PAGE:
Although commonly referred to as the ‘blood clotting vitamin,’ researchers are increasingly studying the roles played by vitamin K in a wide variety of additional physiological processes. As a result, we now know that vitamin K is essential for healthy bones, the cardiovascular system and liver, as well as for the kidneys, pancreas, brain, and nervous system. It also has anti-inflammatory and anti-carcinogenic properties.
While the body makes some vitamin K in the digestive system, it obtains most of its requirements from either the diet or supplements. Dietary sources of vitamin K include green leafy vegetables, turnips, broccoli, Brussels sprouts, fruits such as blueberries, kiwis and grapes, egg yolk, dairy and other animal products, as well as fermented foods such as hard cheeses, sauerkraut, and the Japanese foods miso and natto.
There are two different types of vitamin K present in these foods. Leafy greens, fruit and vegetables contain the subtype vitamin K1, also known as phylloquinone, whereas vitamin K2, known as menaquinone, is mostly found in fermented foods where bacteria are part of its production process. Dairy foods, organ meats, and other animal products are also good sources of K2.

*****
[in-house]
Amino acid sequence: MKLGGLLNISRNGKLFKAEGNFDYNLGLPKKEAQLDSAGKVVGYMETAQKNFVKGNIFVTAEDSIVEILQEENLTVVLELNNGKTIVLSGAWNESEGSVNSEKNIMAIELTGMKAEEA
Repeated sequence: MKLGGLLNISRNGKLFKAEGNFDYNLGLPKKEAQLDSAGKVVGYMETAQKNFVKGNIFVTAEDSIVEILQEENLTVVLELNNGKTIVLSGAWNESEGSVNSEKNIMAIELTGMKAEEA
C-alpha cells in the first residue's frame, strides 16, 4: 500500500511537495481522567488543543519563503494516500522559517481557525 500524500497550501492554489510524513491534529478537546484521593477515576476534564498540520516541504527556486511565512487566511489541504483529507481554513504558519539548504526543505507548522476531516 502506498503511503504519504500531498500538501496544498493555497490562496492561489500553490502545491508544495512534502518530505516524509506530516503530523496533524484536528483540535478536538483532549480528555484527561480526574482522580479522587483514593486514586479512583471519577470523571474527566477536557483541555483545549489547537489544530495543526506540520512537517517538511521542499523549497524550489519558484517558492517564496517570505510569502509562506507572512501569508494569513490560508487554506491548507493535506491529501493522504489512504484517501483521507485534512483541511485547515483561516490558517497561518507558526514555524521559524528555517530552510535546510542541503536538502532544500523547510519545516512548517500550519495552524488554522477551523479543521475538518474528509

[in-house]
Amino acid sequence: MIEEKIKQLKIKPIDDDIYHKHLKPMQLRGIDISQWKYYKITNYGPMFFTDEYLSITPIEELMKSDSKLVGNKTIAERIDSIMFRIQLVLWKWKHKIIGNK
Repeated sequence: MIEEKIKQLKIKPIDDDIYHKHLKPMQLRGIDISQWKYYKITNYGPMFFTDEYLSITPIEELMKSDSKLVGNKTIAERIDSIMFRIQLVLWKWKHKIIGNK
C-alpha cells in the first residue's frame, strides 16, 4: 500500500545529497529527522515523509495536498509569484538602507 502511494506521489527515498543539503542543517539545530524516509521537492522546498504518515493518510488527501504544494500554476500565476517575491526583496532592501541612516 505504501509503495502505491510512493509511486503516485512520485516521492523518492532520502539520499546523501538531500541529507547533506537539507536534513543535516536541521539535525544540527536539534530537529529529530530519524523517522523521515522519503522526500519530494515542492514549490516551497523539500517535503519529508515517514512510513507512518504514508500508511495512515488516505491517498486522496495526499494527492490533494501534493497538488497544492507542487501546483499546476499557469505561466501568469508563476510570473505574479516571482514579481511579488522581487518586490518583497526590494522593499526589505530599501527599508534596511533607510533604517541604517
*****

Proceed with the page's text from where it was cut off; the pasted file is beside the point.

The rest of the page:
Owing to its antioxidant and anti-carcinogenic properties, vitamin K2 may inhibit the growth and spread (metastasis) of cancer cells, as well as induce cancer cell death (apoptosis). It also supports liver regeneration and plays a significant role in the functioning of the immune system, brain, and central nervous system.
To learn more about vitamin K and the benefits of its K2 form, see this article on our website.